Each week, there will be several papers assigned. A reaction paper identifies some common aspect of the assigned papers and discusses that aspect. Note well: reaction papers are not book reports, you must make an analytical point and provide a clear argument for that point. In general, reaction papers will be no shorter than 3 double-spaced pages long, nor longer than 5 double-spaced pages.


Research Papers. In addition to the reaction papers, every student will be expected to prepare a research paper on some aspect of modern political economy. To ensure satisfactory progress toward this goal, by the fourth meeting of the seminar I will expect a brief (no more than one page) paper proposal. At this early date I do not expect a detailed proposal. Rather, I expect a statement of a reasonably coherent problem that will sustain a semester-sized piece of research.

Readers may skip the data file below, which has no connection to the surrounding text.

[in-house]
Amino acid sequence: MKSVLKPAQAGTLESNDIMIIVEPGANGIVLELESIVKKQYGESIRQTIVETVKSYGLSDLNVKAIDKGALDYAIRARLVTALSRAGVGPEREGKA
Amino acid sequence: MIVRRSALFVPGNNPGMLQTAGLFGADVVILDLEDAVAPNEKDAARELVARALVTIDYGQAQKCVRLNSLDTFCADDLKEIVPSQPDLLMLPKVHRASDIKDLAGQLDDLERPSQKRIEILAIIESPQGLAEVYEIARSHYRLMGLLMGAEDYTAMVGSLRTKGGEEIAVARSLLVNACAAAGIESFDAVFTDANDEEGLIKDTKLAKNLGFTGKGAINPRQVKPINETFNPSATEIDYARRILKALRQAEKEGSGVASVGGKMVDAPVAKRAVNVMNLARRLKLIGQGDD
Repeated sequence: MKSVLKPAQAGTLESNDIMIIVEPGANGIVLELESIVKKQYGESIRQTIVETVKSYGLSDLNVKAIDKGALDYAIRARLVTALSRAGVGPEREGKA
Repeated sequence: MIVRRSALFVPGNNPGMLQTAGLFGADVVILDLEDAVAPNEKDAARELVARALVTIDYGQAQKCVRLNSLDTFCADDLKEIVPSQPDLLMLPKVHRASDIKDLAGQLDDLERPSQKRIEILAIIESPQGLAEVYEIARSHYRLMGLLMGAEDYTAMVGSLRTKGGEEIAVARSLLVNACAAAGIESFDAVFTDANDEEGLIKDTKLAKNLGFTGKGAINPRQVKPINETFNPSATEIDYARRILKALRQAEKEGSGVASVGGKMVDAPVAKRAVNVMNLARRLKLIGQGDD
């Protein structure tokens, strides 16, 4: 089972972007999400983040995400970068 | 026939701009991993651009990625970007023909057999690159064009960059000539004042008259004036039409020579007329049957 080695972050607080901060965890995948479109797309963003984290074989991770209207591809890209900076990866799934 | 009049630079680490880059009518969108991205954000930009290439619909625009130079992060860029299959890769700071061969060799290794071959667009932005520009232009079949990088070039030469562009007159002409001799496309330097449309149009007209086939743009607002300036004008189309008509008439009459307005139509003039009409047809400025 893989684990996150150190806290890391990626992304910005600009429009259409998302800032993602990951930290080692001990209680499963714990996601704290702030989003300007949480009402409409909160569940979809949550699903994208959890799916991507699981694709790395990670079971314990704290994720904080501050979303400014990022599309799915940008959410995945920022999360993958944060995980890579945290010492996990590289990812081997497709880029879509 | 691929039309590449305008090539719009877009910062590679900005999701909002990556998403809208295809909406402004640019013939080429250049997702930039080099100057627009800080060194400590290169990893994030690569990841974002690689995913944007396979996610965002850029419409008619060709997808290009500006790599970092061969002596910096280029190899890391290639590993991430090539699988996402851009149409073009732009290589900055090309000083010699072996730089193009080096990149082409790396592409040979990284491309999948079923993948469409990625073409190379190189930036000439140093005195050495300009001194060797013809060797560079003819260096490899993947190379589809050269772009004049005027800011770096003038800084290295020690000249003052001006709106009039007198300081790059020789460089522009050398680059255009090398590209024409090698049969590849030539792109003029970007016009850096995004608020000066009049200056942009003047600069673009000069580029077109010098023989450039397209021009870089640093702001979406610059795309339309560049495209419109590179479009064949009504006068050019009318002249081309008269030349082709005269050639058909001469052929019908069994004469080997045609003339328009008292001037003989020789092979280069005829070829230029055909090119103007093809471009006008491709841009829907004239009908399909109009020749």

Econ 713                          Introduction to Modern Political Economy                           Syllabus

I. Introduction: The Scope and Method of Modern Political Economy


-M. Weber (19??). "". from Chapter 1 of Economy and Society. Berkeley: University of California Press.


-Something on methodological individualism


-something on functionalism


-something on the macro-micro problem

II. Tools for Microanalytic Political-Economy Analysis


A. Individual Choice, Social Choice and Choice in a Social Environment


1. Welfare Economics and the Weberian State


-K. Arrow (1963). Social Choice and Individual Values. New Haven: Yale. Chapters 1-4.


-P. Samuelson (1947). "Welfare Economics". Chapter 8 of Foundations of Welfare Economics. Cambridge: Harvard University Press.


-A. Atkinson and J. Stiglitz (1980). "Normative Analysis". Lecture 11 in Lectures on Public Economics. New York: McGraw Hill.


-P. Samuelson (1981). "Bergsonian Welfare Economics". in S. Rosefielde, ed. Economic Welfare and the Economics of Soviet Socialism. Cambridge: CUP, pp. 223-266.


2. Social Choice


-K. Arrow (1963). Social Choice and Individual Values. New Haven: Yale. Chapters 5-7.


-P. Samuelson (1967). "Arrow's Mathematical Politics". in S. Hook, ed. Human Values and Economic Policy. New York: NYU Press, pp. 41-57.